Stories

The IRE Resource Center is a major research library containing more than 27,000 investigative stories.

Most of our stories are not available for download but can be easily ordered by contacting the Resource Center directly at 573-882-3364 or rescntr@ire.org where a researcher can help you pinpoint what you need.

Search results for "Pittsburgh" ...

  • PublicSource: Revelations of police technology problems spark FBI scrutiny, alleged retaliation and unfinished work

    For the first time, PublicSource reported how Pittsburgh's reform-minded police chief touched off an FBI investigation into how city employee's handled software contracts. Included were projects that were never implemented by 2018, though they were fully paid for five years earlier using federal funds. The federal investigation ended without any charges, but internal investigations in the city were ongoing. A former officer also claims he faced retaliation for reporting concerns about tech projects, specifically from one of the city's highest ranking public safety officials. He is currently suing the city over several of the same concerns first publicly reported in our stories. Our stories led directly to internal changes in city purchasing and increased scrutiny of purchasing by City Council.
  • PublicSource: Pittsburgh's lack of cybersecurity and transparency

    The City of Pittsburgh's cybersecurity is lacking, according to a commissioned report, and officials won't address the issues publicly. That same report found serious issues with the way the city handles software and other IT projects and how it structures its Department of Innovation & Performance. Through a public records request and "copy and paste" sleuthing, PublicSource revealed details about how city cybersecurity and IT practices are lacking, potentially putting citizens and local government at risk.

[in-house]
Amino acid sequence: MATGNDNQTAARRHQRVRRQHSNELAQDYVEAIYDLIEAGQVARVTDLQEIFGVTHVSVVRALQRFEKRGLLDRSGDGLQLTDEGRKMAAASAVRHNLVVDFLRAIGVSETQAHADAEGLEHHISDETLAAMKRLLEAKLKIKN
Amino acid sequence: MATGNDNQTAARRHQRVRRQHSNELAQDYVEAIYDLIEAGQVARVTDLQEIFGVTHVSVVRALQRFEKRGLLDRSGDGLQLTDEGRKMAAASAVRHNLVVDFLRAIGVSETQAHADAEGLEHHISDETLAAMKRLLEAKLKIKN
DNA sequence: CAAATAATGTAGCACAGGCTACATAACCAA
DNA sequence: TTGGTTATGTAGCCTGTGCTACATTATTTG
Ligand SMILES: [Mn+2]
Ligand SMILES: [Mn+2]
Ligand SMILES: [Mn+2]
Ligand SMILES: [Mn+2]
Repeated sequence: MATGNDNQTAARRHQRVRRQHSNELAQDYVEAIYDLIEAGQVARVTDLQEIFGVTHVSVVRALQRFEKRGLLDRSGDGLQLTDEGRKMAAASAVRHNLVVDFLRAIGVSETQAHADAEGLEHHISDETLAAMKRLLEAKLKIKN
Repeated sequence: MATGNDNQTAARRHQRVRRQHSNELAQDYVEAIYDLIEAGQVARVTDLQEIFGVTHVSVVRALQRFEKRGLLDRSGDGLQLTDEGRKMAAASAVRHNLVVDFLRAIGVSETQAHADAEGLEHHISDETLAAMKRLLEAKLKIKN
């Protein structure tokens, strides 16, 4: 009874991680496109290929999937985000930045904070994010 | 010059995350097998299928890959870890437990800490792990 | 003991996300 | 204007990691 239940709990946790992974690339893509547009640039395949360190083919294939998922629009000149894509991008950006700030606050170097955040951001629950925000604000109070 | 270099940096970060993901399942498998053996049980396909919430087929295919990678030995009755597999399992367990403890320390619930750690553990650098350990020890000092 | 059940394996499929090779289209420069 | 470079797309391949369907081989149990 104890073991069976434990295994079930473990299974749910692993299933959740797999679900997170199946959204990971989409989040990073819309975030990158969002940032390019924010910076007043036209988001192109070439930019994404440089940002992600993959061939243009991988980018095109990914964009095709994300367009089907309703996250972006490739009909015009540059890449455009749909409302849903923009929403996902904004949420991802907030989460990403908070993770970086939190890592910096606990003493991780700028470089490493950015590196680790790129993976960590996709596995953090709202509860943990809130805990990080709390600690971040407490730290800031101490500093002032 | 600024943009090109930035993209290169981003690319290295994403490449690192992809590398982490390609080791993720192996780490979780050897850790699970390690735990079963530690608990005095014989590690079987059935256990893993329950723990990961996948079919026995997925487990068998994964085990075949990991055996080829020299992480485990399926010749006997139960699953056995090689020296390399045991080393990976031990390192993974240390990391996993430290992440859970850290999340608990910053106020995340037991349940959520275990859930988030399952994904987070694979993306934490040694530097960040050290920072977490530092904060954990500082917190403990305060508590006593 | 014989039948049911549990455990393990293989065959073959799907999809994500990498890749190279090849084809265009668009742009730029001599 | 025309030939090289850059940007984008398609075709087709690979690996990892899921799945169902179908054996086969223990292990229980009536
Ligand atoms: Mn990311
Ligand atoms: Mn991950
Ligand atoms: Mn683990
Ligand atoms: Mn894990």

• "Predator Priests" Grand Jury Report

    In August 2018, Pennsylvania Attorney General Josh Shapiro released a grand jury report outlining the alleged abuse of hundreds of children at the hands of priests in several Roman Catholic Dioceses across Pennsylvania. Investigative reporter Paul Van Osdol began immediately sifting through the report to find out where the men outlined in the report were today and what they were doing. The most shocking case he uncovered was that of an accused priest from the Pittsburgh Catholic Diocese who was a practicing counselor just across the state line in Ohio.
  • Burning Questions

    When your house catches fire, every second counts. An investigation by WTAE TV in Pittsburgh found a wide gap in response times by Western Pennsylvania fire departments. WTAE’s investigation found little has changed in the volunteer firefighting system since Ben Franklin started America’s first fire department in Philadelphia in 1736. Investigative Reporter Paul Van Osdol obtained data that revealed response times for communities throughout Western Pennsylvania. But that was only the beginning. http://vimeo.com/wtae/review/131571086/99ea45739d http://vimeo.com/wtae/review/150830783/ada0681965 http://vimeo.com/wtae/review/151430643/c0c500ace0